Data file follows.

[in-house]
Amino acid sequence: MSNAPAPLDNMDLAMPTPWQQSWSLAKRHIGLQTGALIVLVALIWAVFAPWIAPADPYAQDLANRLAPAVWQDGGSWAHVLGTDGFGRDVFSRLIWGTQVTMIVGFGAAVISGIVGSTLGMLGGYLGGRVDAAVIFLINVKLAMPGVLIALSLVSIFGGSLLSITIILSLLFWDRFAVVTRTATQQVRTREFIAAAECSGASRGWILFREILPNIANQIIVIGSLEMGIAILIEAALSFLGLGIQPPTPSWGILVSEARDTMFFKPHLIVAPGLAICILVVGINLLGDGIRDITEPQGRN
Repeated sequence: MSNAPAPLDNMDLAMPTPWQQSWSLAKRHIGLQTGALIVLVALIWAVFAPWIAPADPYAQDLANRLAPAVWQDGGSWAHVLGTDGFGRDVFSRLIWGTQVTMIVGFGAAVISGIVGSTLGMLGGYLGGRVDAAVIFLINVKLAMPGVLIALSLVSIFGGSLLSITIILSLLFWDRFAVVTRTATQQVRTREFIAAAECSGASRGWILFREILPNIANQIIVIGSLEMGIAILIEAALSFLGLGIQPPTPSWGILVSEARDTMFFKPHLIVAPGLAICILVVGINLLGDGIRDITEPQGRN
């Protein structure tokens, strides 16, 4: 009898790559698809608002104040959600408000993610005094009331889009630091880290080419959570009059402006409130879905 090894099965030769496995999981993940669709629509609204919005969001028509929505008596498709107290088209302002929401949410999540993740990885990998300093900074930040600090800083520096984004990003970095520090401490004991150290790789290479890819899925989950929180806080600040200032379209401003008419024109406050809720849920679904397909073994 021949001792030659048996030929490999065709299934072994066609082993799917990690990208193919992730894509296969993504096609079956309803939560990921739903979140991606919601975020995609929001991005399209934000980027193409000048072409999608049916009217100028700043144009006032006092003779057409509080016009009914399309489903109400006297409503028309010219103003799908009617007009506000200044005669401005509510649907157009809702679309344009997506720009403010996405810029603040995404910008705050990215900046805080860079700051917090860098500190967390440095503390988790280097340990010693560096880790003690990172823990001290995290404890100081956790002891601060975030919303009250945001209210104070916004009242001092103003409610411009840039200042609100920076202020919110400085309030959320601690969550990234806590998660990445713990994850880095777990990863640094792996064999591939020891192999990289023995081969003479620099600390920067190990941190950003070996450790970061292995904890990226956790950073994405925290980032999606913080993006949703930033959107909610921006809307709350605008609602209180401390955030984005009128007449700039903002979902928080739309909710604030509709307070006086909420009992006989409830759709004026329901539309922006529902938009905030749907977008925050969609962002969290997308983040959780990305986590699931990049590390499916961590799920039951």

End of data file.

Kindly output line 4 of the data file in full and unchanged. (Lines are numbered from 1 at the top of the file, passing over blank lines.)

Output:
């Protein structure tokens, strides 16, 4: 009898790559698809608002104040959600408000993610005094009331889009630091880290080419959570009059402006409130879905 090894099965030769496995999981993940669709629509609204919005969001028509929505008596498709107290088209302002929401949410999540993740990885990998300093900074930040600090800083520096984004990003970095520090401490004991150290790789290479890819899925989950929180806080600040200032379209401003008419024109406050809720849920679904397909073994 021949001792030659048996030929490999065709299934072994066609082993799917990690990208193919992730894509296969993504096609079956309803939560990921739903979140991606919601975020995609929001991005399209934000980027193409000048072409999608049916009217100028700043144009006032006092003779057409509080016009009914399309489903109400006297409503028309010219103003799908009617007009506000200044005669401005509510649907157009809702679309344009997506720009403010996405810029603040995404910008705050990215900046805080860079700051917090860098500190967390440095503390988790280097340990010693560096880790003690990172823990001290995290404890100081956790002891601060975030919303009250945001209210104070916004009242001092103003409610411009840039200042609100920076202020919110400085309030959320601690969550990234806590998660990445713990994850880095777990990863640094792996064999591939020891192999990289023995081969003479620099600390920067190990941190950003070996450790970061292995904890990226956790950073994405925290980032999606913080993006949703930033959107909610921006809307709350605008609602209180401390955030984005009128007449700039903002979902928080739309909710604030509709307070006086909420009992006989409830759709004026329901539309922006529902938009905030749907977008925050969609962002969290997308983040959780990305986590699931990049590390499916961590799920039951």